The report, Autonomous Vehicle OEMs, examines the strategy and execution of 18 original equipment manufacturers, including company profiles and rankings, to identify the companies’ relative strengths and weaknesses in the developing autonomous vehicle market.
The top four companies all had strategy and execution scores of greater than 75. Daimler made the top slot followed closely by Audi, BMW and GM. Just outside the leader category are four contenders — Volvo, Ford, Toyota and Honda — that are capable of taking the lead in the near future. Volkswagen, Jaguar Land Rover, Hyundai/Kia, Tessla and Nissan could challenge for leadership in the near future. The last five companies — Fiat Chrysler, Mazda, Renault, PSA Peugeot Citroën and Mitsubishi are a mix of contenders and challengers that are trailing behind the other OEMs and will need to make significant changes to attain a leadership role in the autonomous vehicle market.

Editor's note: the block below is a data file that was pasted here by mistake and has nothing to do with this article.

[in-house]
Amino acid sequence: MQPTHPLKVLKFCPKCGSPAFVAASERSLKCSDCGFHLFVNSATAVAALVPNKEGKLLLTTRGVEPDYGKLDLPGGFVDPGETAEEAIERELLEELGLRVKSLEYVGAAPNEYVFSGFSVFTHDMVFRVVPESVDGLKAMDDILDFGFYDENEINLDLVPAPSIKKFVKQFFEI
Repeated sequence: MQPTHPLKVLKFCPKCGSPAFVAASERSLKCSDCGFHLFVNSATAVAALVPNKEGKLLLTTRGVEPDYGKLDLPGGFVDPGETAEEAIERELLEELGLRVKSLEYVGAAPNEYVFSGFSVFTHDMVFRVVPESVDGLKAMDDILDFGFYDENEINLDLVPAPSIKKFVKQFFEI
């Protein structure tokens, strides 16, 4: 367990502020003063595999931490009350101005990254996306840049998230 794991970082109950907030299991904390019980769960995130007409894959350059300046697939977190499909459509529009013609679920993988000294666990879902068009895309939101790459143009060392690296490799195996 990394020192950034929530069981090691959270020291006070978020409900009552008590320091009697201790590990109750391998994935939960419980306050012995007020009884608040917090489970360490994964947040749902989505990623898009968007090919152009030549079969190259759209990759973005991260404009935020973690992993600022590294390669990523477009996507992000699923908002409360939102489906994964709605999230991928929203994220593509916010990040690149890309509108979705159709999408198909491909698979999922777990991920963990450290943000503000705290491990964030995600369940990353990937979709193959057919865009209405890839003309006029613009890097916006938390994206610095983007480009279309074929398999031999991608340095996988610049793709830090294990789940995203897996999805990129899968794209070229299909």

Fully automated vehicles that do not require a human driver are expected to be about a decade away from production, but the incremental systems necessary as foundations for the technology are emerging today.
The desire to reduce injuries and deaths resulting from traffic accidents and the potential to reduce overall energy use are the biggest factors driving vehicle automation, according to the report. Although reliability, security and liability issues pose major barriers to adoption, the market is moving forward, and by 2020, manufacturers are expected to offer enhanced self-driving capability that includes the ability to change lanes and follow simple directions from a navigation system.
Truly driverless cars are expected by 2025, but this date will depend on legislative changes as well as steady improvements in technology.